Of the 65.6 million displaced people in the world, 10.3 million became displaced in 2016, reported the United Nations refugee agency. This equates to one person becoming displaced every three seconds.
Many of these migrants, refugees and internally displaced people are children and teenagers. Yet often their journeys are invisible, and they are voiceless. Or, for some countries, they become just a number.
But these are human beings with lives and stories.
Stories similar to Lucia's, who was living with her grandmother in El Salvador. According to Justice for Immigrants, she had to leave her life behind to flee gang harassment. Through the now terminated Central American Minors parole program for vulnerable children, she was reunited with her mother in the United States and, without the threat of violence, started attending school again.
Or stories such as the ordeal of a pair of twins from sub-Saharan Africa who spent two months working on a farm to pay for their journey from Gambia to Libya. The 16-year-olds were locked in every night after a day of work and beatings. They ended up crossing the Mediterranean Sea in a flimsy inflatable raft.
"We risked our lives to come here," said Mohammad, a teen who sought asylum in Italy. The teen told UNICEF that they risked their lives crossing the sea but compared to the violence and persecution back home, the choice was clear.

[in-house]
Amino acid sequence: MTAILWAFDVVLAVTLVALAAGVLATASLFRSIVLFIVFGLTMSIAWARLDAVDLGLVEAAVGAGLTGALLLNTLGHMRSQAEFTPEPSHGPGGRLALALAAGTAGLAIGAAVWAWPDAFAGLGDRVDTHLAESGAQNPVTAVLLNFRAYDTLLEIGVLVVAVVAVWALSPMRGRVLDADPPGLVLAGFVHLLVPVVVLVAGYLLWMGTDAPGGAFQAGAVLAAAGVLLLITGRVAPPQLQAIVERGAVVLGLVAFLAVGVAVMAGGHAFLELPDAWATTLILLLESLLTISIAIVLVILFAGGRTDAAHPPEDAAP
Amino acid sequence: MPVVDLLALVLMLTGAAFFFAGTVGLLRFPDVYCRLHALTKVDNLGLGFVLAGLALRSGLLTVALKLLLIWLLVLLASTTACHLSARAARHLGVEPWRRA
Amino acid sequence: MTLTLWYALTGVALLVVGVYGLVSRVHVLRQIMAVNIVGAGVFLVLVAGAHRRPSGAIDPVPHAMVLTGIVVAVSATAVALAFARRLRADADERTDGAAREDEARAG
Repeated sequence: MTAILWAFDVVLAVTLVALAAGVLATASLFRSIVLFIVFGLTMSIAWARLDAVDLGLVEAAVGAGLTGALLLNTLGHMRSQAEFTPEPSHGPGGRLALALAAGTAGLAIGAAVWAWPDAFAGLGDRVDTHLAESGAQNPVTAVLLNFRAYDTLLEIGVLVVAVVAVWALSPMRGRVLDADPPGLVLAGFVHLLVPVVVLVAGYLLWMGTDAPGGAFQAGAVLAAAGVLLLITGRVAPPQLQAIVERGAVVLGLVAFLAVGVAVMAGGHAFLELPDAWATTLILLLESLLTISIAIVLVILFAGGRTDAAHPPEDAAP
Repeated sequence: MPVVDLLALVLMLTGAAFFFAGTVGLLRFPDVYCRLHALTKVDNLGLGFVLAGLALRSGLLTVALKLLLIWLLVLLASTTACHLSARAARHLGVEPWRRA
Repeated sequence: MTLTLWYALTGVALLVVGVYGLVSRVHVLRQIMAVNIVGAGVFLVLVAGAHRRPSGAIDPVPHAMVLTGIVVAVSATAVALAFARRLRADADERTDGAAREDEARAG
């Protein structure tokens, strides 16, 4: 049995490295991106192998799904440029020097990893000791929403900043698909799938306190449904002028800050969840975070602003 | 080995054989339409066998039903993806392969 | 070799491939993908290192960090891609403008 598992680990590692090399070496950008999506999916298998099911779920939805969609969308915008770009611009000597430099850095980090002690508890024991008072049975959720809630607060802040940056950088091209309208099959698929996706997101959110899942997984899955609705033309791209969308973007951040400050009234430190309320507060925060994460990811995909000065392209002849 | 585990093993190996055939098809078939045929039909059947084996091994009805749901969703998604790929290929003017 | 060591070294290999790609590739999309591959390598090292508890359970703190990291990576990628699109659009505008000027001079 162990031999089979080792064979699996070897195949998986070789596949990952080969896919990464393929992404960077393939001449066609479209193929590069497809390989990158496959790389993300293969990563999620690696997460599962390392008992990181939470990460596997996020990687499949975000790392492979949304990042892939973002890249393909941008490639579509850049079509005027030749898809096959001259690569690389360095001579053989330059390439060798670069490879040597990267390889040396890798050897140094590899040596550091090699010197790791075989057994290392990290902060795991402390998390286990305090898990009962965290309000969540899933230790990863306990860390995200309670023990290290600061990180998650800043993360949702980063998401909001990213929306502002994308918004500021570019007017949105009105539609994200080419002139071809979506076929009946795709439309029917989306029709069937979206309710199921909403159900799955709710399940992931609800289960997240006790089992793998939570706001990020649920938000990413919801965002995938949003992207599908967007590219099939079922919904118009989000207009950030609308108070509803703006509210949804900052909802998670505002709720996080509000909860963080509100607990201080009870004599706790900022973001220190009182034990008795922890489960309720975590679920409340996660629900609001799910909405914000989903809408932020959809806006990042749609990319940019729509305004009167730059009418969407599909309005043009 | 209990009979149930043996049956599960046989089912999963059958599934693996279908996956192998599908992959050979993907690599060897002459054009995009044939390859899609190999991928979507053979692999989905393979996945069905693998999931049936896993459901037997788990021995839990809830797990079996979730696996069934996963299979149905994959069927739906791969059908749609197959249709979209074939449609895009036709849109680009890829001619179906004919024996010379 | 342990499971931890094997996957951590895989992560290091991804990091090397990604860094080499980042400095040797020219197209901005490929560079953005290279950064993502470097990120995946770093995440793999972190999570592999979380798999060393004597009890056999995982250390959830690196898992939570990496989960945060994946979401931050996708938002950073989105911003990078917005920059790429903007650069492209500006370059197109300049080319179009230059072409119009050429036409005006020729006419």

The reasons refugees and migrants escape suffering in search for a better life — including violence, persecution, natural and human-caused disasters, famine, among other factors — are stronger than the barriers and dangers along their journey.
"My two daughters died when a bomb hit my house," a Syrian father told Doctors Without Borders. "I didn't have time to mourn their deaths as I had to save the rest of my family."
But, after their dangerous odyssey to safety, refugees often find terrible living conditions and hostile receptions, Doctors Without Borders' Marina Spyridaki wrote.
While most of the world has agreed upon the need to support fellow human beings displaced by war, persecution and poverty, challenges caused by migration often result in the dehumanization and vilification of migrants.
A new Caritas Internationalis global effort seeks to change this. (See story, page 28). "Share the Journey" has a two-year campaign goal for people to see the global issue of migration "with new eyes and an open heart" by fostering opportunities for migrants and local communities to meet, talk and take action.
For this, Caritas, a confederation of 165 Catholic relief and social service organizations, is inviting everyone with a migration experience — from migrants themselves to those who live in communities where migrants leave from, pass through or arrive and settle — to share their journeys.
By reaching out and listening to their stories, refugees and migrants are no longer numbers or "those people." They are our neighbors.
This global effort is an opportunity to listen and to see through the eyes of migrants and refugees while strengthening and uniting communities. And it might just work if enough people get involved.
Young people can take the lead by reaching out to newcomers and showing their communities that opportunities for openness and solidarity can also be chances for mutual learning, enrichment and growth.
How can you share the journey with migrants and refugees? How can you walk with them in prayer and support? If you want to get started, check with your parish and local Catholic Charities, or go to www.sharejourney.org and www.journey.caritas.org.
Negro Chin is bilingual associate editor at Maryknoll Magazine. RELATED ARTICLE(S):COMING OF AGE | Technology and social media empower youth